Cornelia Clapp

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Cornelia Maria Clapp
Cornelia Maria Clapp (1849-1934), sitting at desk.jpg
Cornelia Maria Clapp sitting at desk - Gardiner Road cottage in Woods Hole, MA[1]
BornMarch 17, 1849
DiedDecember 31, 1934(1934-12-31) (aged 85)
Alma materSyracuse University, University of Chicago
Known formarine biology
Scientific career
FieldsBiology, zoology
InstitutionsMount Holyoke College, Marine Biological Laboratory

Cornelia Maria Clapp (March 17, 1849 – December 31, 1934) was an American zoologist and academic specializing in marine biology. She was born in Montague, Massachusetts, the first daughter and oldest child of two teachers, and was rated as one of the top zoologists in the United States in her lifetime.[2]

Clapp attended Syracuse University and the University of Chicago, earning both the first and second Ph.B. degrees awarded to women in the United States, in 1889 from Syracuse and 1896 from Chicago.[3] Mount Holyoke’s Cornelia Clapp Laboratory, built in 1924 to house the school’s biology classes, was named in her honor.[4]

Education and career[edit]

Clapp completed the equivalent of an undergraduate program at Mount Holyoke Female Seminary (the forerunner of today’s Mount Holyoke College) in 1871 before spending one year as a Latin teacher at a boys' boarding school, Potter Hall,[5] in Andalusia, Pennsylvania.

She returned to Mount Holyoke in 1872, teaching mathematics and natural history before becoming the college's gymnastics instructor from 1876 to 1891.[6]

Clapp continued her extensive postgraduate studies at Louis Agassiz’s Anderson School of Natural History on Penikese Island, Buzzard's Bay, MA in 1874.[7] She adopted Agassiz's dictum "Study nature, not books!" and applied it to her own teaching.[8]

She introduced her learned knowledge via an embryology course at Mount Holyoke, supplanted by specimens from alumni abroad. Along with other New England entomologists, Clapp collected insects from the White Mountains of New Hampshire in the summer of 1875 and from the mid-Atlantic states in 1877. (Stops included the Johns Hopkins University marine station in Beaufort, SC and the Smithsonian Institution in Washington, D.C.)[6]

Clapp also completed brief studies on chick embryos and earthworms at the Massachusetts Institute of Technology under W.T. Sedgwick and at Williams College in the early 1880s.[6][9] Beginning in 1888, Clapp was affiliated with the Marine Biological Laboratory at Woods Hole,[10] MA, where she conducted laboratory research and later became a lecturer and a trustee. Her doctoral dissertation on toadfish was published in the Journal of Morphology in 1889.

When Mount Holyoke made the transition from seminary to college in 1888, Clapp took a three-year leave in order to obtain a doctorate at the University of Chicago. When she returned to Mount Holyoke, she helped organize the department of zoology, and in 1904 she was named professor of zoology.[11] Although she was primarily known as an educator and did not author many scientific research papers, she was named in 1906 as being among the 150 most prominent zoologists in the U.S. by the journal American Man of Science.[6]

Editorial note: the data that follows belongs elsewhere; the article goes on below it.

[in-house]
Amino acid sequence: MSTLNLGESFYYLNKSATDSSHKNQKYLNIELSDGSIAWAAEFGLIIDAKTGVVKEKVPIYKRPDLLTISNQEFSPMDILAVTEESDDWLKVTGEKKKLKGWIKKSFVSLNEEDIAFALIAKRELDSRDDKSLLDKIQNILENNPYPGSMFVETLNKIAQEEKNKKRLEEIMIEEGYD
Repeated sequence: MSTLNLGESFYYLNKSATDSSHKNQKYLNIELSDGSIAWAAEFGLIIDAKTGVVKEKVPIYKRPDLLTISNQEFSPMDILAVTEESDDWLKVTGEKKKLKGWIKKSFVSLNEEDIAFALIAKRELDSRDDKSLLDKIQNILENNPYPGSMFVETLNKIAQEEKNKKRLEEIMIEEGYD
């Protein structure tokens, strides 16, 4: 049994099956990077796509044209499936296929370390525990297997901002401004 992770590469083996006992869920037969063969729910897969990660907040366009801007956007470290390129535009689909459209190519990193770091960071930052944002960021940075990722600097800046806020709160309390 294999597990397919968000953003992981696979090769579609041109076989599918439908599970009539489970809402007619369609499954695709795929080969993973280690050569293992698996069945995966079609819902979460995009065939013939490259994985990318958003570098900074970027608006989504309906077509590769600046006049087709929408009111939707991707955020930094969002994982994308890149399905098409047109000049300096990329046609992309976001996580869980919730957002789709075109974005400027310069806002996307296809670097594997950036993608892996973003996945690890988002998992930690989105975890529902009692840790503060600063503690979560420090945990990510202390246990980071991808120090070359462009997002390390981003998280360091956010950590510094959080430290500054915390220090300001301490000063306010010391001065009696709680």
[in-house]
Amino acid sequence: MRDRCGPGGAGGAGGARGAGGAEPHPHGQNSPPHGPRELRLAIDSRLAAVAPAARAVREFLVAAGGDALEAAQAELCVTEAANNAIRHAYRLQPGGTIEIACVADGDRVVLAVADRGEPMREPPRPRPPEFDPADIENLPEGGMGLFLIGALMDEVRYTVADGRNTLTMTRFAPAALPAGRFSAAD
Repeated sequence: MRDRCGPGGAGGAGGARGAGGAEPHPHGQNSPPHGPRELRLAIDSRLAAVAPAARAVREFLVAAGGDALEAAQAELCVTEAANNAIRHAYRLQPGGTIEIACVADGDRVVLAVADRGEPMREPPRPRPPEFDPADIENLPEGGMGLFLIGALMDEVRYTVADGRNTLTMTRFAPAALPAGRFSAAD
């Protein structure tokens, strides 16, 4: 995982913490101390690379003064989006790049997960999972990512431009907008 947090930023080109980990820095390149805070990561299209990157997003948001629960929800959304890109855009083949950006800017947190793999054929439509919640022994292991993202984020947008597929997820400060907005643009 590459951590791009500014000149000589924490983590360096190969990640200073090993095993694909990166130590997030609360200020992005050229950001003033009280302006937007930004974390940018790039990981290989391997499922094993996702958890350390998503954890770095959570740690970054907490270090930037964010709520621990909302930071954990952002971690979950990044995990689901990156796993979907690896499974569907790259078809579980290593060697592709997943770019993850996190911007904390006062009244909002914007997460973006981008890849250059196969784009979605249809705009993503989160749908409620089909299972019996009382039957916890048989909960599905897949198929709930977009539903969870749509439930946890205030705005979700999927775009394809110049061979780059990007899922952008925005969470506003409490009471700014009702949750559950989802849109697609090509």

Cornelia in later life outside Gardiner Road cottage

At a time when the world of science was just opening up to women, Cornelia Clapp's influence as a teacher was great and enduring. While she published little during her career, her major influence was to extend scientific knowledge and opportunity to women through education.[12]

Her direct teaching manner can be felt in the experience of Louise Baird Wallace, who arrived at Mount Holyoke in 1891. Her school principal in Ohio told her: “You ought to study under Dr. Clapp. She keeps live frogs in tanks.” Of Clapp, Louise wrote, “I came, I saw; she conquered. I felt then and have felt ever since that I was never fully alive until I knew her.”[8]


  1. ^ Scott, Julian P. "Cornelia Maria Clapp (1849–1934), sitting at desk". Smithsonian Institution Archives. Smithsonian Institution. Retrieved 10 July 2013.
  2. ^ Bailey, Martha J. (1994). American women in science : [prior to 1950 American women scientists] : a biographical dictionary ([2. Aufl.]. ed.). Denver, Colo. [u.a.]: ABC-Clio. p. 60. ISBN 0-87436-740-9.
  3. ^ "Cornelia Maria Clapp (1849–1934)". Smithsonian Institution Archives. Smithsonian Institution. Retrieved 10 July 2013.
  4. ^ "Cornelia Clapp Laboratory". Mount Holyoke. Retrieved 23 October 2009.
  5. ^ Notable women in the life sciences : a biographical dictionary. Shearer, Benjamin F., Shearer, Barbara Smith. Westport, Conn.: Greenwood Press. 1996. ISBN 0313293023. OCLC 33361268.CS1 maint: others (link)
  6. ^ a b c d Reynolds, Moira Davison (2004). American women scientists: 23 inspiring biographies, 1900–2000. McFarland. pp. 5–8. ISBN 0786421614.
  7. ^ Ogilvie, Marilyn Bailey (1990). Women in science. MIT Press. p. 57. ISBN 026265038X.
  8. ^ a b "Cornelia M. Clapp". Mount Holyoke College. Retrieved 14 March 2018.
  9. ^ James, Edward T. (1971). Notable American Women 1607–1950. Cambridge, MA: The Belknap Press of Harvard University Press. pp. 336–338.
  10. ^ "Marine Biological Laboratory "Women of Science - Cornelia M. Clapp (1849-1934)"". Archived from the original on 2016-03-04. Retrieved 2016-01-14.
  11. ^ Bailey, Martha J. (1994). American women in science : [prior to 1950 American women scientists] : a biographical dictionary ([2. Aufl.]. ed.). Denver, Colo. [u.a.]: ABC-Clio. p. 60. ISBN 0-87436-740-9.
  12. ^ "Cornelia Maria Clapp". Encyclopædia Britannica. 10 March 2018. Retrieved 14 March 2018.

Further reading[edit]

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